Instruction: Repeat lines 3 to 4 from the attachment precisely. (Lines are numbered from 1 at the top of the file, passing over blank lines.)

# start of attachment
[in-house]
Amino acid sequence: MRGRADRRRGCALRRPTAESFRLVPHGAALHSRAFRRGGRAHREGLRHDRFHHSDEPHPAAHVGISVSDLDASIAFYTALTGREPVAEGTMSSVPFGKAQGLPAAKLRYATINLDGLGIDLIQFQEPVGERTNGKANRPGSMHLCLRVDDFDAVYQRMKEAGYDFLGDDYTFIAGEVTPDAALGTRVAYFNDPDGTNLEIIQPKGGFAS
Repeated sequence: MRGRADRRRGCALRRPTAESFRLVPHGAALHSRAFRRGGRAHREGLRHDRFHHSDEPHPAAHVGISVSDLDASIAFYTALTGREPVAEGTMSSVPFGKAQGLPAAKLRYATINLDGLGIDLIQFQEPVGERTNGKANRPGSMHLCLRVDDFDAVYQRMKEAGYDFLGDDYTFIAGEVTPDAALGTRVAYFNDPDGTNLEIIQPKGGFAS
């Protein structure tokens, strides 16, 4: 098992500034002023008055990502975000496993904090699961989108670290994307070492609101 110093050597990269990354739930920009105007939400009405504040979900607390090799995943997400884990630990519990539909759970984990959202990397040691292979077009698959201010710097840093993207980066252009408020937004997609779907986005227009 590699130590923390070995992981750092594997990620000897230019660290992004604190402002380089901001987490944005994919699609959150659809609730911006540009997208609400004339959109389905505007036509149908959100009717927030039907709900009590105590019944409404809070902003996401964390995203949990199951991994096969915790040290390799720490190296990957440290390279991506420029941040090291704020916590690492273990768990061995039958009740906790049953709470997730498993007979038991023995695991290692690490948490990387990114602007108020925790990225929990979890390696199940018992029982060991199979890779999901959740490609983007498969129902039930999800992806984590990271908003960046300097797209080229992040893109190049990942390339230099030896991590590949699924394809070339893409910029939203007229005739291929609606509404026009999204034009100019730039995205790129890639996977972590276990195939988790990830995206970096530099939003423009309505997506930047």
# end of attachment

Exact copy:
Repeated sequence: MRGRADRRRGCALRRPTAESFRLVPHGAALHSRAFRRGGRAHREGLRHDRFHHSDEPHPAAHVGISVSDLDASIAFYTALTGREPVAEGTMSSVPFGKAQGLPAAKLRYATINLDGLGIDLIQFQEPVGERTNGKANRPGSMHLCLRVDDFDAVYQRMKEAGYDFLGDDYTFIAGEVTPDAALGTRVAYFNDPDGTNLEIIQPKGGFAS
């Protein structure tokens, strides 16, 4: 098992500034002023008055990502975000496993904090699961989108670290994307070492609101 110093050597990269990354739930920009105007939400009405504040979900607390090799995943997400884990630990519990539909759970984990959202990397040691292979077009698959201010710097840093993207980066252009408020937004997609779907986005227009 590699130590923390070995992981750092594997990620000897230019660290992004604190402002380089901001987490944005994919699609959150659809609730911006540009997208609400004339959109389905505007036509149908959100009717927030039907709900009590105590019944409404809070902003996401964390995203949990199951991994096969915790040290390799720490190296990957440290390279991506420029941040090291704020916590690492273990768990061995039958009740906790049953709470997730498993007979038991023995695991290692690490948490990387990114602007108020925790990225929990979890390696199940018992029982060991199979890779999901959740490609983007498969129902039930999800992806984590990271908003960046300097797209080229992040893109190049990942390339230099030896991590590949699924394809070339893409910029939203007229005739291929609606509404026009999204034009100019730039995205790129890639996977972590276990195939988790990830995206970096530099939003423009309505997506930047």